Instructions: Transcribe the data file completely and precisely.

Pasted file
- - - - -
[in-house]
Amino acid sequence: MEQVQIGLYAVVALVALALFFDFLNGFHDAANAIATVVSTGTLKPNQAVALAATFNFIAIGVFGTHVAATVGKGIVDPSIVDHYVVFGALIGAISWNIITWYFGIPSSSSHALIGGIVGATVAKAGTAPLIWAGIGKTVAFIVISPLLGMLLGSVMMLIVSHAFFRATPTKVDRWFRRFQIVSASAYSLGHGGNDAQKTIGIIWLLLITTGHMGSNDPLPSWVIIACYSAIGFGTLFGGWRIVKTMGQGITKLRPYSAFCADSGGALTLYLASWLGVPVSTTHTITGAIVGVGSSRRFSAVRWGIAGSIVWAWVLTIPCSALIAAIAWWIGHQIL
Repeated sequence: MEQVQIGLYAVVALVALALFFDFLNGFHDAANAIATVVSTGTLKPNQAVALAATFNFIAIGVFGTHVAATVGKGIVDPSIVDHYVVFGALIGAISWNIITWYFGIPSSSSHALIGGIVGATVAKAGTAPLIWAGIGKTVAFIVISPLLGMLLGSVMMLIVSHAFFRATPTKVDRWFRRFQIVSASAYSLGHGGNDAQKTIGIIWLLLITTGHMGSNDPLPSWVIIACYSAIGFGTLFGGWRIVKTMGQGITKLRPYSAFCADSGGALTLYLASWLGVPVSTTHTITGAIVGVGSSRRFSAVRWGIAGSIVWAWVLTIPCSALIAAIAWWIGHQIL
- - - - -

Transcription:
[in-house]
Amino acid sequence: MEQVQIGLYAVVALVALALFFDFLNGFHDAANAIATVVSTGTLKPNQAVALAATFNFIAIGVFGTHVAATVGKGIVDPSIVDHYVVFGALIGAISWNIITWYFGIPSSSSHALIGGIVGATVAKAGTAPLIWAGIGKTVAFIVISPLLGMLLGSVMMLIVSHAFFRATPTKVDRWFRRFQIVSASAYSLGHGGNDAQKTIGIIWLLLITTGHMGSNDPLPSWVIIACYSAIGFGTLFGGWRIVKTMGQGITKLRPYSAFCADSGGALTLYLASWLGVPVSTTHTITGAIVGVGSSRRFSAVRWGIAGSIVWAWVLTIPCSALIAAIAWWIGHQIL
Repeated sequence: MEQVQIGLYAVVALVALALFFDFLNGFHDAANAIATVVSTGTLKPNQAVALAATFNFIAIGVFGTHVAATVGKGIVDPSIVDHYVVFGALIGAISWNIITWYFGIPSSSSHALIGGIVGATVAKAGTAPLIWAGIGKTVAFIVISPLLGMLLGSVMMLIVSHAFFRATPTKVDRWFRRFQIVSASAYSLGHGGNDAQKTIGIIWLLLITTGHMGSNDPLPSWVIIACYSAIGFGTLFGGWRIVKTMGQGITKLRPYSAFCADSGGALTLYLASWLGVPVSTTHTITGAIVGVGSSRRFSAVRWGIAGSIVWAWVLTIPCSALIAAIAWWIGHQIL